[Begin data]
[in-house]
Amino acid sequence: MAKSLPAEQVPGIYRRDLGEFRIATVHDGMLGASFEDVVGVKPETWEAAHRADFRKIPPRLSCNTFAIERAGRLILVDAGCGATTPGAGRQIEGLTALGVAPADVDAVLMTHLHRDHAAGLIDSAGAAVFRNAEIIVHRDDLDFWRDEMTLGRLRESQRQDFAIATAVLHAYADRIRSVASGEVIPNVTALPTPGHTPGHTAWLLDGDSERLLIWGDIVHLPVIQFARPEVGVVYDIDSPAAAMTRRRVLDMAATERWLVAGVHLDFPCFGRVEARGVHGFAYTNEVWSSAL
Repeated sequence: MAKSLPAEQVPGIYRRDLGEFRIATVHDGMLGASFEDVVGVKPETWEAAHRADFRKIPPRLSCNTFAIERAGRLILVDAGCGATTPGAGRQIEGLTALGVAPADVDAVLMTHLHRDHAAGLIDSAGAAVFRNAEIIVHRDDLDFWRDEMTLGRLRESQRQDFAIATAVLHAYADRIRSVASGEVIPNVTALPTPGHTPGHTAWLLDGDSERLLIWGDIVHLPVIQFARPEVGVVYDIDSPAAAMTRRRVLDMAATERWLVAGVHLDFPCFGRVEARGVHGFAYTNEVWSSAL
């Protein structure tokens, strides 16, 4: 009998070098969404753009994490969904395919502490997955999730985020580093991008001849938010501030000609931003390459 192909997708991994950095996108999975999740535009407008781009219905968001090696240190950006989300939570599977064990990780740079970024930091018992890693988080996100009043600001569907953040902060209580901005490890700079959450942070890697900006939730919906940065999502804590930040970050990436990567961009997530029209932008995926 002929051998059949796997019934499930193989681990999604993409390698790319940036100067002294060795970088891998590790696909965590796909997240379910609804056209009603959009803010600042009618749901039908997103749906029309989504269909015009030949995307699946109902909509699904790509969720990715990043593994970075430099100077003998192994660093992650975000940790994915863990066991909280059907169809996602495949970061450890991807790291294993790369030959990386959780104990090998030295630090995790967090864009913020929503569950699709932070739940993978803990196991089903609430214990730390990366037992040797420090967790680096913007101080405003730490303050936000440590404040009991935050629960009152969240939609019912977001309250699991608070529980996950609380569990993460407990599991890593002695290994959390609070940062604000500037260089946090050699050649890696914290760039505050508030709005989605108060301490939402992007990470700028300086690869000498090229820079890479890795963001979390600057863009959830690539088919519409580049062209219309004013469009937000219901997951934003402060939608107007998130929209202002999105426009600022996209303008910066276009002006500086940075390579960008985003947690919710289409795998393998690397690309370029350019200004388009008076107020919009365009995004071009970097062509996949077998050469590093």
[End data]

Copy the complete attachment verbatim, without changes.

[in-house]
Amino acid sequence: MAKSLPAEQVPGIYRRDLGEFRIATVHDGMLGASFEDVVGVKPETWEAAHRADFRKIPPRLSCNTFAIERAGRLILVDAGCGATTPGAGRQIEGLTALGVAPADVDAVLMTHLHRDHAAGLIDSAGAAVFRNAEIIVHRDDLDFWRDEMTLGRLRESQRQDFAIATAVLHAYADRIRSVASGEVIPNVTALPTPGHTPGHTAWLLDGDSERLLIWGDIVHLPVIQFARPEVGVVYDIDSPAAAMTRRRVLDMAATERWLVAGVHLDFPCFGRVEARGVHGFAYTNEVWSSAL
Repeated sequence: MAKSLPAEQVPGIYRRDLGEFRIATVHDGMLGASFEDVVGVKPETWEAAHRADFRKIPPRLSCNTFAIERAGRLILVDAGCGATTPGAGRQIEGLTALGVAPADVDAVLMTHLHRDHAAGLIDSAGAAVFRNAEIIVHRDDLDFWRDEMTLGRLRESQRQDFAIATAVLHAYADRIRSVASGEVIPNVTALPTPGHTPGHTAWLLDGDSERLLIWGDIVHLPVIQFARPEVGVVYDIDSPAAAMTRRRVLDMAATERWLVAGVHLDFPCFGRVEARGVHGFAYTNEVWSSAL
């Protein structure tokens, strides 16, 4: 009998070098969404753009994490969904395919502490997955999730985020580093991008001849938010501030000609931003390459 192909997708991994950095996108999975999740535009407008781009219905968001090696240190950006989300939570599977064990990780740079970024930091018992890693988080996100009043600001569907953040902060209580901005490890700079959450942070890697900006939730919906940065999502804590930040970050990436990567961009997530029209932008995926 002929051998059949796997019934499930193989681990999604993409390698790319940036100067002294060795970088891998590790696909965590796909997240379910609804056209009603959009803010600042009618749901039908997103749906029309989504269909015009030949995307699946109902909509699904790509969720990715990043593994970075430099100077003998192994660093992650975000940790994915863990066991909280059907169809996602495949970061450890991807790291294993790369030959990386959780104990090998030295630090995790967090864009913020929503569950699709932070739940993978803990196991089903609430214990730390990366037992040797420090967790680096913007101080405003730490303050936000440590404040009991935050629960009152969240939609019912977001309250699991608070529980996950609380569990993460407990599991890593002695290994959390609070940062604000500037260089946090050699050649890696914290760039505050508030709005989605108060301490939402992007990470700028300086690869000498090229820079890479890795963001979390600057863009959830690539088919519409580049062209219309004013469009937000219901997951934003402060939608107007998130929209202002999105426009600022996209303008910066276009002006500086940075390579960008985003947690919710289409795998393998690397690309370029350019200004388009008076107020919009365009995004071009970097062509996949077998050469590093």